Glen Matlock doubts there'll be a hologram of late Sex Pistols bandmate Sid Vicious
Glen Matlock admits the chances of the Sex Pistols creating a show with late band member Sid Vicious as a hologram are slim.
The legendary punk rock group's bassist is seemingly not a fan of shows like ABBA's avatar show 'ABBA Voyage' and much prefers the real thing.
He is quoted by the Daily Mirror newspaper as saying: “There’s nothing better than a band playing with passion, vim and vigour in front of a live audience – in tune, with a couple of beers inside them, or a coffee, going for it.”
He continued: “If they can dig up some 3D imagery of Sid at this stage, that would be an achievement in itself.”
Bassist Sid died of a heroin overdose aged 21 in 1979.
Meanwhile, David Bowie could be the focus of a new ABBA Voyage-style virtual reality show.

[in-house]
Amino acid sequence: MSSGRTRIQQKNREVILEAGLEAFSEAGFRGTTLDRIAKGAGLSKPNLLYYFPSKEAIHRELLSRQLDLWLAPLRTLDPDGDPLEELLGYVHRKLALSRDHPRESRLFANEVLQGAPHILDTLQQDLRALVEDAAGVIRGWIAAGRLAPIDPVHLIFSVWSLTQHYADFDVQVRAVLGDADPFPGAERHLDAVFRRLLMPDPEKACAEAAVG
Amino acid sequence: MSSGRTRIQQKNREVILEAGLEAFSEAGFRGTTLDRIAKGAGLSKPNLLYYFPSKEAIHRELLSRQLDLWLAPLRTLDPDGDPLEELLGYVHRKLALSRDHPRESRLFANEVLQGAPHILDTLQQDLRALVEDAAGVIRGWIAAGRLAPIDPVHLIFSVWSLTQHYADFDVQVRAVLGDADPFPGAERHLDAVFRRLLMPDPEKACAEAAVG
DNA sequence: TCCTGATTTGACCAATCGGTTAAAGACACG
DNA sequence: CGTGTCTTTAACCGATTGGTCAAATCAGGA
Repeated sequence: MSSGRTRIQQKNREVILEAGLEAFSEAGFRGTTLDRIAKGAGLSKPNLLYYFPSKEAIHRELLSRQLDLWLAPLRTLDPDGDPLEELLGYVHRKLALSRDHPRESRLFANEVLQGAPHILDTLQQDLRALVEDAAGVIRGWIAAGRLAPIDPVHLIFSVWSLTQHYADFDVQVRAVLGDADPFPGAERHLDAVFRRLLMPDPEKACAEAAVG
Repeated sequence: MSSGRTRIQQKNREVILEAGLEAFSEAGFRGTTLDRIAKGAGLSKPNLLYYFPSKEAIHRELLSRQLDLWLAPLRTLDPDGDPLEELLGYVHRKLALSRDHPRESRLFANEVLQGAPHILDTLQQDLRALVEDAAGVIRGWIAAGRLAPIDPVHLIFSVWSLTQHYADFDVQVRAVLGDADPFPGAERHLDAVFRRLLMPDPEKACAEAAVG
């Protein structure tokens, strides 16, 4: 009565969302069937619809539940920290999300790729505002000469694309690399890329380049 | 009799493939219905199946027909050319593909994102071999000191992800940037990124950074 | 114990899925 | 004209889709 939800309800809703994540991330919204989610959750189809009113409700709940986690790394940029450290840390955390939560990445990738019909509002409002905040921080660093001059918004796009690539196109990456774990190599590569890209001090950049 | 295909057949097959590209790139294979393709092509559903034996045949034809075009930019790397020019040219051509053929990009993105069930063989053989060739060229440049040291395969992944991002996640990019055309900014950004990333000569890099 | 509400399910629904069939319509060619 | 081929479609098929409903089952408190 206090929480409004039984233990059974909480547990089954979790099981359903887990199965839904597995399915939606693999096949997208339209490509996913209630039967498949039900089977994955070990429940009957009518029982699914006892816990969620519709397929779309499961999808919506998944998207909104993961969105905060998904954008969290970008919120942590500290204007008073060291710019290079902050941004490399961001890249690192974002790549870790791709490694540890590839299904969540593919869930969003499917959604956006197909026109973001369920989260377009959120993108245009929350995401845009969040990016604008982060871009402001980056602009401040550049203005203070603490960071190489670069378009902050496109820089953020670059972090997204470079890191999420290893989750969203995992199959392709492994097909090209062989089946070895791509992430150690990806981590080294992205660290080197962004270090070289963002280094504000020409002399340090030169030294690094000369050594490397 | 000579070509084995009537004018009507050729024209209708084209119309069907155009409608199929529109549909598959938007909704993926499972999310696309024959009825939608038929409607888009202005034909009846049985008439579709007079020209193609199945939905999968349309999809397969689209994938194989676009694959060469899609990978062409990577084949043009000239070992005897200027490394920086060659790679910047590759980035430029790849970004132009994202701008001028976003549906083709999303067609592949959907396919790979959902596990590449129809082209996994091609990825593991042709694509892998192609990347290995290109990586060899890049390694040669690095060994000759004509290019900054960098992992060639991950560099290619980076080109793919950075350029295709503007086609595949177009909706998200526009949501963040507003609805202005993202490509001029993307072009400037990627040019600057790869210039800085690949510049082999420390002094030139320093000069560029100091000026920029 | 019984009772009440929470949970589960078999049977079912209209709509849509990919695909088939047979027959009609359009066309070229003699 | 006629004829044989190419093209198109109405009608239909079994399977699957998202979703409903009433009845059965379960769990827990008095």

The 'Starman' singer died of cancer in 2016 aged 69 but fans could get the chance to experience his iconic showmanship once again as discussions are underway to create a digital avatar of the legendary performer, following in the footsteps of the 'Super Trooper' hitmakers, whose virtual likenesses have been performing in London since last May.
A source told the Sunday Mirror newspaper: “The idea of being able to recreate David’s charisma and electric showmanship for an audience is an intoxicating one, and the prospect of how that might be done is being explored. It’s a very exciting time.”
And Brett Morgen, who directed the 2022 Bowie film 'Moonage Daydream' thinks it would be a very "interesting" plan.
He said: “Voyage was one of the greatest cinematic experiences I have ever seen. Could there be a Bowie one? I think there may be some interesting things happening ahead.”
It was revealed earlier this week that Bowie's 80,000-strong archive - including handwritten lyrics, letters, sheet music, original costumes, fashion, photography, film, music videos, set designs and the 'Heroes' singer's own instruments - will go on display to the public for the very first time in 2025.
And the late pop icon will be immortalised through the creation of The David Bowie Centre for the Study of Performing Arts at V+A East Storehouse, in Stratford’s Queen Elizabeth Olympic Park.